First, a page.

ETFO had five days of respectful talks at the central bargaining table this summer with the Ontario Public School Boards’ Association and the Council of Trustees’ Association.
Amanda Anderson describes the realities of occasional teaching, including not being able to plan, never being away from her phone and confronting the catch 22 of whether or not to look for a second job.
In my first years of working as a daily occasional teacher, I would sometimes walk out of a school at the end of the day with my head spinning.
Talking into a different class each day as a daily occasional teacher can present its own unique challenges.
If you’re like me, you may be waiting impatiently for the economic pendulum to swing back to a time when skilled workers could count on stable employment and a comfortable standard of living. According to a number of recent reports, however, we’re in the midst of a new economic reality, the dominant feature of which is “precarious work.”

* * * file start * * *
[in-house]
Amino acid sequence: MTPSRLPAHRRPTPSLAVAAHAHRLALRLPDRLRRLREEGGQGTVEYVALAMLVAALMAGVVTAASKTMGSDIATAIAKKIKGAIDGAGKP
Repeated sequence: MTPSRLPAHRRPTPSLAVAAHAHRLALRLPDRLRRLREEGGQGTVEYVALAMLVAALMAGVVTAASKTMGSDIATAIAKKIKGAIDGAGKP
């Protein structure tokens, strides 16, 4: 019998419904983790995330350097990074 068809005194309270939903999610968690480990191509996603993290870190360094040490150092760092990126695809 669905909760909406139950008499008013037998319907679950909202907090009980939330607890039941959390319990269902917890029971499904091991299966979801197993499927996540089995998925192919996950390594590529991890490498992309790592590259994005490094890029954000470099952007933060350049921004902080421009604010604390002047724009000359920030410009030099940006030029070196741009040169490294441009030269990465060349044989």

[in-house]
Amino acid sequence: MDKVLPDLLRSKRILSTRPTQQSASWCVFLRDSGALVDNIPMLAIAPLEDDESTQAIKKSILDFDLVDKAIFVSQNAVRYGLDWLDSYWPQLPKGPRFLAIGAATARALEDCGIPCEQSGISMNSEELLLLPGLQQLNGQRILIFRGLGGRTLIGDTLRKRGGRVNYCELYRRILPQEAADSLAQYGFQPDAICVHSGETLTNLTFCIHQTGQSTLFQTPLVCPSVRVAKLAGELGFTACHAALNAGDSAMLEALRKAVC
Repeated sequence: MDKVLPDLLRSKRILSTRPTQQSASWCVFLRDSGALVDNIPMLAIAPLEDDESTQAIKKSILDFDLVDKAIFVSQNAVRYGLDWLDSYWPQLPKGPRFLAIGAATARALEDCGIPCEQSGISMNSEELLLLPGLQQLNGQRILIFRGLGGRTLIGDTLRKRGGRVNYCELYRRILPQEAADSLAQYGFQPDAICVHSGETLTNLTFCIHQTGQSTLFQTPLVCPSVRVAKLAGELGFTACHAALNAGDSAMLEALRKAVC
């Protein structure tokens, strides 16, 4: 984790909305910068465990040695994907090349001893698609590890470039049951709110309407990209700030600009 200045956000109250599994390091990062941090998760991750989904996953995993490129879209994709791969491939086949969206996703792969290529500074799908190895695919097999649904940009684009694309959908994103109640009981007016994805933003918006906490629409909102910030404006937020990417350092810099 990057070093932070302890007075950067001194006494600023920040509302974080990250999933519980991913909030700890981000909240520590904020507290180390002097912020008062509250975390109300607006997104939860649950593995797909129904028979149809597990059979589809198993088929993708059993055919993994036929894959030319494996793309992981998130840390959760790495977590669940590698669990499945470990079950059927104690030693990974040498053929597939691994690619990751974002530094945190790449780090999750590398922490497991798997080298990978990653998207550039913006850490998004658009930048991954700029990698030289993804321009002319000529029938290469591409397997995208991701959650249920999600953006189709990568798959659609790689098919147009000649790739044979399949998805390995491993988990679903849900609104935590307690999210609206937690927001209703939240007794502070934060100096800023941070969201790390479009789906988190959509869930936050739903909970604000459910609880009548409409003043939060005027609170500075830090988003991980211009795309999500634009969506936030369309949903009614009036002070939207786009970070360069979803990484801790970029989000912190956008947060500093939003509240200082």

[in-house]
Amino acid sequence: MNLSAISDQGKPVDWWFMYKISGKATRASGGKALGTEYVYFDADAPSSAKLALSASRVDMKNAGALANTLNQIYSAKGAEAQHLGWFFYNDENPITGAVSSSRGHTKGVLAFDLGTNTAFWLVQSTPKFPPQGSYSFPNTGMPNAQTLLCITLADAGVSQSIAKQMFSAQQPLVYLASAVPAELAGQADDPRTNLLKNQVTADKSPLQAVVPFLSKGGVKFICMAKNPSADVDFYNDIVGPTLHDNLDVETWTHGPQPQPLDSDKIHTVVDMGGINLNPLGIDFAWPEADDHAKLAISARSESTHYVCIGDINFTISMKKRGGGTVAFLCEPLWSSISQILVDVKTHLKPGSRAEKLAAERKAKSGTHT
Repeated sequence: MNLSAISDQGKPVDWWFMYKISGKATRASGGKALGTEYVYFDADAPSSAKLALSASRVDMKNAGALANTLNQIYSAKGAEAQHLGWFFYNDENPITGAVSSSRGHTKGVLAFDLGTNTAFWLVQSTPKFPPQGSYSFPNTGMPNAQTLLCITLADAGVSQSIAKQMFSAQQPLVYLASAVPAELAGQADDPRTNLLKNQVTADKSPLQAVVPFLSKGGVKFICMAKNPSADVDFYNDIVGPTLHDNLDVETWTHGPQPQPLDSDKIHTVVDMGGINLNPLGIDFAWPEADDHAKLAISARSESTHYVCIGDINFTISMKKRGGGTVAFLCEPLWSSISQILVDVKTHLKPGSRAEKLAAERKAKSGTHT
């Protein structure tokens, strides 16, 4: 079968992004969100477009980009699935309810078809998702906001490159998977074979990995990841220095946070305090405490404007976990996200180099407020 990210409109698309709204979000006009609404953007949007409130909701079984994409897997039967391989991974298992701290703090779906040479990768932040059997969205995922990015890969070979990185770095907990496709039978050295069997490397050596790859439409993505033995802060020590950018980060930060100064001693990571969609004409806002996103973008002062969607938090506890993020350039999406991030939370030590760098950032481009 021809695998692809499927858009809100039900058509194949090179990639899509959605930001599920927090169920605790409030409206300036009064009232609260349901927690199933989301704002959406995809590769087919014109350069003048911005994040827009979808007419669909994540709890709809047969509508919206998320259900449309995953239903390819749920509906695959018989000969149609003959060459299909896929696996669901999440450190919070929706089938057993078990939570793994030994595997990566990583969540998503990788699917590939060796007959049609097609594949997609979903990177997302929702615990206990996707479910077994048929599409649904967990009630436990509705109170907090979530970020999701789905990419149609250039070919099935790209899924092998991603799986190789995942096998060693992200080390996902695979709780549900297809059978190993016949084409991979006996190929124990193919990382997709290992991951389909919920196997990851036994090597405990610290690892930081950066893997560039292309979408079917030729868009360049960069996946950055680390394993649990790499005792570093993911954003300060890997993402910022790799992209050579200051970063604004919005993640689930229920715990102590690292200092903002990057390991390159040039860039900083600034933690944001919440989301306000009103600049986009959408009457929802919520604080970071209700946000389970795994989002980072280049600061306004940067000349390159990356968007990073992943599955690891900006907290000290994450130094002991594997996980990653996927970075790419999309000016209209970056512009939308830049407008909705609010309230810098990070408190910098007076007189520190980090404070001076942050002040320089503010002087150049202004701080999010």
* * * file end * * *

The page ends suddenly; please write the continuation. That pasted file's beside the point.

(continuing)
Occasional teachers, like everyone else who works in the school, need to know how to protect themselves and their students during an emergency. In the event of a major incident or threat of school violence, there could be a lockdown.
Classroom assessment is a complex and challenging task for all teachers. Occasional teachers are partners in the daily assessment process and their observations and tracking of student learning play an important role.
In the Winter 2011 edition of Voice, you were introduced to the approved bargaining goals that ETFO will pursue in the upcoming round of negotiations. These goals form the foundation of what we would like to achieve for our next collective agreements.
An unfamiliar school, unfamiliar classroom, unfamiliar routines, and unfamiliar students can contribute to a sense of uncertainty when I accept a call as a daily occasional teacher.